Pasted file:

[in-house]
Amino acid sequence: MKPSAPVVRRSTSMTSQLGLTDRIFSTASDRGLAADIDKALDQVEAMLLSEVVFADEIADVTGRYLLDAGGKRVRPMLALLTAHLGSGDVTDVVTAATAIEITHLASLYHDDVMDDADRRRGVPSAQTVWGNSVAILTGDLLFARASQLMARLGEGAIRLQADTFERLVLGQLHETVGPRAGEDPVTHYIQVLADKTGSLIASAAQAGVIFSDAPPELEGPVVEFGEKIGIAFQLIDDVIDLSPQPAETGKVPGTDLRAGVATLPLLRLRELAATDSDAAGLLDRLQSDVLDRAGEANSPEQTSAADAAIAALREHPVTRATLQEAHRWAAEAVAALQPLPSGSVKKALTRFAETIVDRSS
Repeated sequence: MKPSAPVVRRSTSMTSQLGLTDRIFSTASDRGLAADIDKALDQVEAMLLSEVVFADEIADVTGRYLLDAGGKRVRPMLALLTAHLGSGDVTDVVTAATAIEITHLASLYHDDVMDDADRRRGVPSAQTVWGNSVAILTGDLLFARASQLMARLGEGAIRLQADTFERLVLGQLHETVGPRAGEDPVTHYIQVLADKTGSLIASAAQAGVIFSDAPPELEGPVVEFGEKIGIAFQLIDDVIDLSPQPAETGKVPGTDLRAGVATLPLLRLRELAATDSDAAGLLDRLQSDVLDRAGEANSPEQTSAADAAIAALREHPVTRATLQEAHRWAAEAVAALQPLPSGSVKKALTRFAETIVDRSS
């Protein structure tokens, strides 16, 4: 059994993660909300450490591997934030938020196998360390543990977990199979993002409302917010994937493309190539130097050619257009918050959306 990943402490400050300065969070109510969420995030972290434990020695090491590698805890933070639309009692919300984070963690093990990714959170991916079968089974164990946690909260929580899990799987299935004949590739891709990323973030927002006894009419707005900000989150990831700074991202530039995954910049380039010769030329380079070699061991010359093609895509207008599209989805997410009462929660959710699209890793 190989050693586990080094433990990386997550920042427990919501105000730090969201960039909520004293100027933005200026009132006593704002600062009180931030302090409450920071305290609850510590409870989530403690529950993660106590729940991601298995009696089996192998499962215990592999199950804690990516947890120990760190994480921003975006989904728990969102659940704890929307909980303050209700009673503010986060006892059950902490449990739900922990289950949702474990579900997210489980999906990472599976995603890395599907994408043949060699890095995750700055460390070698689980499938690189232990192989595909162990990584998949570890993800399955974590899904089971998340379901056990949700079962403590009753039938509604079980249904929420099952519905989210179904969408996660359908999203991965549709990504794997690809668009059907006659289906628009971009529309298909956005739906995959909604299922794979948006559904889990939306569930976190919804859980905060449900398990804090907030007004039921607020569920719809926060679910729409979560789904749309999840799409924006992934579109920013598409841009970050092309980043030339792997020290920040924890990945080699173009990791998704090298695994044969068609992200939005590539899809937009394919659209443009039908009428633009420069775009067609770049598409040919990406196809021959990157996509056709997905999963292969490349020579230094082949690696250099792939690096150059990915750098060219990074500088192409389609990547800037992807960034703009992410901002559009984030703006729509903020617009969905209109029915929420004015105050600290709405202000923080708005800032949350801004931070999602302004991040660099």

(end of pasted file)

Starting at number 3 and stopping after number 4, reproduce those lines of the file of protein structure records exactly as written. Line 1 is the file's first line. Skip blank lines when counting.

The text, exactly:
Repeated sequence: MKPSAPVVRRSTSMTSQLGLTDRIFSTASDRGLAADIDKALDQVEAMLLSEVVFADEIADVTGRYLLDAGGKRVRPMLALLTAHLGSGDVTDVVTAATAIEITHLASLYHDDVMDDADRRRGVPSAQTVWGNSVAILTGDLLFARASQLMARLGEGAIRLQADTFERLVLGQLHETVGPRAGEDPVTHYIQVLADKTGSLIASAAQAGVIFSDAPPELEGPVVEFGEKIGIAFQLIDDVIDLSPQPAETGKVPGTDLRAGVATLPLLRLRELAATDSDAAGLLDRLQSDVLDRAGEANSPEQTSAADAAIAALREHPVTRATLQEAHRWAAEAVAALQPLPSGSVKKALTRFAETIVDRSS
């Protein structure tokens, strides 16, 4: 059994993660909300450490591997934030938020196998360390543990977990199979993002409302917010994937493309190539130097050619257009918050959306 990943402490400050300065969070109510969420995030972290434990020695090491590698805890933070639309009692919300984070963690093990990714959170991916079968089974164990946690909260929580899990799987299935004949590739891709990323973030927002006894009419707005900000989150990831700074991202530039995954910049380039010769030329380079070699061991010359093609895509207008599209989805997410009462929660959710699209890793 190989050693586990080094433990990386997550920042427990919501105000730090969201960039909520004293100027933005200026009132006593704002600062009180931030302090409450920071305290609850510590409870989530403690529950993660106590729940991601298995009696089996192998499962215990592999199950804690990516947890120990760190994480921003975006989904728990969102659940704890929307909980303050209700009673503010986060006892059950902490449990739900922990289950949702474990579900997210489980999906990472599976995603890395599907994408043949060699890095995750700055460390070698689980499938690189232990192989595909162990990584998949570890993800399955974590899904089971998340379901056990949700079962403590009753039938509604079980249904929420099952519905989210179904969408996660359908999203991965549709990504794997690809668009059907006659289906628009971009529309298909956005739906995959909604299922794979948006559904889990939306569930976190919804859980905060449900398990804090907030007004039921607020569920719809926060679910729409979560789904749309999840799409924006992934579109920013598409841009970050092309980043030339792997020290920040924890990945080699173009990791998704090298695994044969068609992200939005590539899809937009394919659209443009039908009428633009420069775009067609770049598409040919990406196809021959990157996509056709997905999963292969490349020579230094082949690696250099792939690096150059990915750098060219990074500088192409389609990547800037992807960034703009992410901002559009984030703006729509903020617009969905209109029915929420004015105050600290709405202000923080708005800032949350801004931070999602302004991040660099």